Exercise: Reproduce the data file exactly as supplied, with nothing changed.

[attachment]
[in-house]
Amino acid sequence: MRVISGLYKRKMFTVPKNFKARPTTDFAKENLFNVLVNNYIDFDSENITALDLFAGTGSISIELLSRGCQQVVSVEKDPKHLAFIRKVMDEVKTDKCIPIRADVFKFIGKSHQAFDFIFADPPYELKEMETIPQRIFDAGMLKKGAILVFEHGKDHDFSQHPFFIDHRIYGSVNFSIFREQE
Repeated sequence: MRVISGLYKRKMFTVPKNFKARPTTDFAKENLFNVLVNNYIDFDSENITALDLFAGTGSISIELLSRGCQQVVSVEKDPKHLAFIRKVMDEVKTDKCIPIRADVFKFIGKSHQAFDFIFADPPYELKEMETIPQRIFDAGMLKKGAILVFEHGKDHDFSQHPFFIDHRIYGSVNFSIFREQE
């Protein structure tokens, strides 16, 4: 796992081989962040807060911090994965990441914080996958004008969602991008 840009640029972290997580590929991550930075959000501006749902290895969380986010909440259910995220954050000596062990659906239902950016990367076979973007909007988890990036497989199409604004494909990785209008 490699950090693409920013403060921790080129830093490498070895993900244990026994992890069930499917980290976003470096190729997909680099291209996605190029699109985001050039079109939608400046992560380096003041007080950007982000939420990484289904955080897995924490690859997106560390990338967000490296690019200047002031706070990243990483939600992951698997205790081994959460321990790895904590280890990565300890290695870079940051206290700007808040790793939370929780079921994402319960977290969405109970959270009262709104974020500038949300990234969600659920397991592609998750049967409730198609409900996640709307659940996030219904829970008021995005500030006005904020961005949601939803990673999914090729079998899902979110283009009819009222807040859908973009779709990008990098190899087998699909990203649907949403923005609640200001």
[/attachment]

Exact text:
[in-house]
Amino acid sequence: MRVISGLYKRKMFTVPKNFKARPTTDFAKENLFNVLVNNYIDFDSENITALDLFAGTGSISIELLSRGCQQVVSVEKDPKHLAFIRKVMDEVKTDKCIPIRADVFKFIGKSHQAFDFIFADPPYELKEMETIPQRIFDAGMLKKGAILVFEHGKDHDFSQHPFFIDHRIYGSVNFSIFREQE
Repeated sequence: MRVISGLYKRKMFTVPKNFKARPTTDFAKENLFNVLVNNYIDFDSENITALDLFAGTGSISIELLSRGCQQVVSVEKDPKHLAFIRKVMDEVKTDKCIPIRADVFKFIGKSHQAFDFIFADPPYELKEMETIPQRIFDAGMLKKGAILVFEHGKDHDFSQHPFFIDHRIYGSVNFSIFREQE
């Protein structure tokens, strides 16, 4: 796992081989962040807060911090994965990441914080996958004008969602991008 840009640029972290997580590929991550930075959000501006749902290895969380986010909440259910995220954050000596062990659906239902950016990367076979973007909007988890990036497989199409604004494909990785209008 490699950090693409920013403060921790080129830093490498070895993900244990026994992890069930499917980290976003470096190729997909680099291209996605190029699109985001050039079109939608400046992560380096003041007080950007982000939420990484289904955080897995924490690859997106560390990338967000490296690019200047002031706070990243990483939600992951698997205790081994959460321990790895904590280890990565300890290695870079940051206290700007808040790793939370929780079921994402319960977290969405109970959270009262709104974020500038949300990234969600659920397991592609998750049967409730198609409900996640709307659940996030219904829970008021995005500030006005904020961005949601939803990673999914090729079998899902979110283009009819009222807040859908973009779709990008990098190899087998699909990203649907949403923005609640200001």